Less Is More: What Not To Put On Your Resume

Exec founder Justin Kan dishes on what startups look for in a resume—and perhaps more importantly, what you should leave off.

Having read through the hundreds of applications for YC's Work At A Startup event, I have a few tips for programmers who are applying to work at a startup. Here they are:

Keep it short. At the early stage, your resume is probably being read by someone who doesn't read resumes as their full time job. Help them save time by limiting what you write down.

Keep it concise. Contrary to getting hired a big company, startups aren't looking for the alphabet soup of every programming language and framework. We know you can't possibly have mastery in all of them; no one can. Instead, you should focus on the things you do excellently, and demonstrate why you do them excellently.

Keep it relevant. If you worked in retail, leave that off, unless you are applying to some sort of retail software startup. Honestly, I just don't care, it looks like filler.

Overall, startups are looking for employees who are exceptional in the one key thing that they will be doing, whether it is scaling the backend system or doing the visual design. In your resume you need to 1) demonstrate that you are exceptional at the thing you do, and 2) not be disqualified by seeming crazy or imbalanced. A simple rule: if something on your resume isn't achieving one of the aforementioned two things, leave it off.

I know all these rules don't apply to hiring at big companies. You should tailor your resume to the positions you are applying for. Also, even more important than a resume is a putting into your email specific reasons why you want to work at the startup and are a good fit for that specific startup. Nothing is better received by a founder than reading about someone being passionate for his or her project.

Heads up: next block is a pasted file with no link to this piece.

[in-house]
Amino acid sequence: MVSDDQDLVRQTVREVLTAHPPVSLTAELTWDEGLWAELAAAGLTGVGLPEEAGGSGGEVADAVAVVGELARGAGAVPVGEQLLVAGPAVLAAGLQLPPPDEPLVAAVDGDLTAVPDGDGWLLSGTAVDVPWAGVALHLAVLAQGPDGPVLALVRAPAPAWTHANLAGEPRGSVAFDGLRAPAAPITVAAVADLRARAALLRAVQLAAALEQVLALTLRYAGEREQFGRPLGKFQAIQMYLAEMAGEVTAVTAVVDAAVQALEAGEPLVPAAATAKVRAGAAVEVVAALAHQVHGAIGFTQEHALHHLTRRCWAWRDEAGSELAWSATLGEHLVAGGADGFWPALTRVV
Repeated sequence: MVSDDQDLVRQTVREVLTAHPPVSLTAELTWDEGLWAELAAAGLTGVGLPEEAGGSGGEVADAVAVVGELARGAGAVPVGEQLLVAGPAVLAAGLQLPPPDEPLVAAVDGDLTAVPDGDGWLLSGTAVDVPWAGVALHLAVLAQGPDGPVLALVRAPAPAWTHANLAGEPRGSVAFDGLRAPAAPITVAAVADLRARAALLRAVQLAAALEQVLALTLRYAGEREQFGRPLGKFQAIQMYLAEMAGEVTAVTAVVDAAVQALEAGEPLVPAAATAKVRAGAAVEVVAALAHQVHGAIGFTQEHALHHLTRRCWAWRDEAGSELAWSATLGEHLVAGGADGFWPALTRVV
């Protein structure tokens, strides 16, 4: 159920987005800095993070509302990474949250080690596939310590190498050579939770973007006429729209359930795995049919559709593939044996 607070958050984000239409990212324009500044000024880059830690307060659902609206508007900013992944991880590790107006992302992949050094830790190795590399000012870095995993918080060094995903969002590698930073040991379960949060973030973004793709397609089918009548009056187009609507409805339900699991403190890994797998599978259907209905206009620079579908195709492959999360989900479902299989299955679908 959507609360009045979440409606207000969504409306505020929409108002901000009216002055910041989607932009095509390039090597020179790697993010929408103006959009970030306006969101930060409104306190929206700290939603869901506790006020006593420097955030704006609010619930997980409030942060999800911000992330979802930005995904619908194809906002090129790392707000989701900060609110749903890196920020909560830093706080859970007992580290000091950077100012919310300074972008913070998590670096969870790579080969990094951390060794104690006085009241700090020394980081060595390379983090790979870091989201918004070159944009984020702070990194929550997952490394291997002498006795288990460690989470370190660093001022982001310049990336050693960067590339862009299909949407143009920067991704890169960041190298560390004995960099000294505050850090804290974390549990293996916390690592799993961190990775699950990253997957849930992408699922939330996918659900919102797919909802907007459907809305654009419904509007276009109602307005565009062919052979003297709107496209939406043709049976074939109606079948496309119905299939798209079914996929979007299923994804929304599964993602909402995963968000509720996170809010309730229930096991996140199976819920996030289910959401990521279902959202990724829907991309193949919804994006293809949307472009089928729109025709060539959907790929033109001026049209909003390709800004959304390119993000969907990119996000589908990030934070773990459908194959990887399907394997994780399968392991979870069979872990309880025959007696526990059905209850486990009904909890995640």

—Reprinted with permission from JustinKan.com. Justin Kan is the founder of Exec Cleaning, which recently launched in Boston and New York City.

[Image: Flickr user JM Rosenfeld]

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8 Comments

  • Guestillio

    So, what author proposes, is that your resume should look like that:
    "My name is A.J.
    I'm exactly who you've been looking for!"

    On a serious note... respect people just for fact that they are willing to work for you. Else you'll forever stay at startup level.
    And respect - what they already do. And don't be lazy to read few more words, mister " 'shorter' is better"!

  • Barbionit

    please forgive me ......crazy and imbalanced is a little subjective, heh?  You are not a doctor, after all.

  • Dana Leavy-Detrick

    I see so many people opting in favor of including too much information out of fear something or some underlying message will be missed, when in reality that's exactly what they're encouraging by sacrificing the readability of the document.  Focus on the main ideas and context they want to see - your opportunity to elaborate and talk about the less relavent experience (if even necessary) will come in the interview.

  • Randy

    Just make the information relevant to the specific needs to the reader. Nothing else matters.

  • Suzanne Levison

    What's important is WHO is going to be reading the resume? Some decision makers need more info, some less

  • Stephen Q Shannon

    Justin, I like your "clean" observations about resumes. After seeing more than 4,000 resumes owned by folks from licensed fork-lift operators to true rocket scientists, I recommend, to all who care, to take a leaf from your unfettered recommendations whether you're seeking a programmer job with a Start-Up or not. With the recent demise of the so-called cover letter, can the old hat resume be far behind? I think so and I think what Justin is saying just might be the way to go...tailoring...customizing and K.I.S.S.  sQs Your newest advocate! 

  • Frank Abrams

    Some great advice here. It seems like you put emphasis on what's in the body of an email (not just an attached resume) which to me sounds like you're suggesting capturing attention, as well as direct contact vs. an online job application. Also you recommend customizing resumes for different opportunities "You should tailor your resume to the positions you are applying for."

    We also think that "What I Can Do For You" is better than "Everything I have done"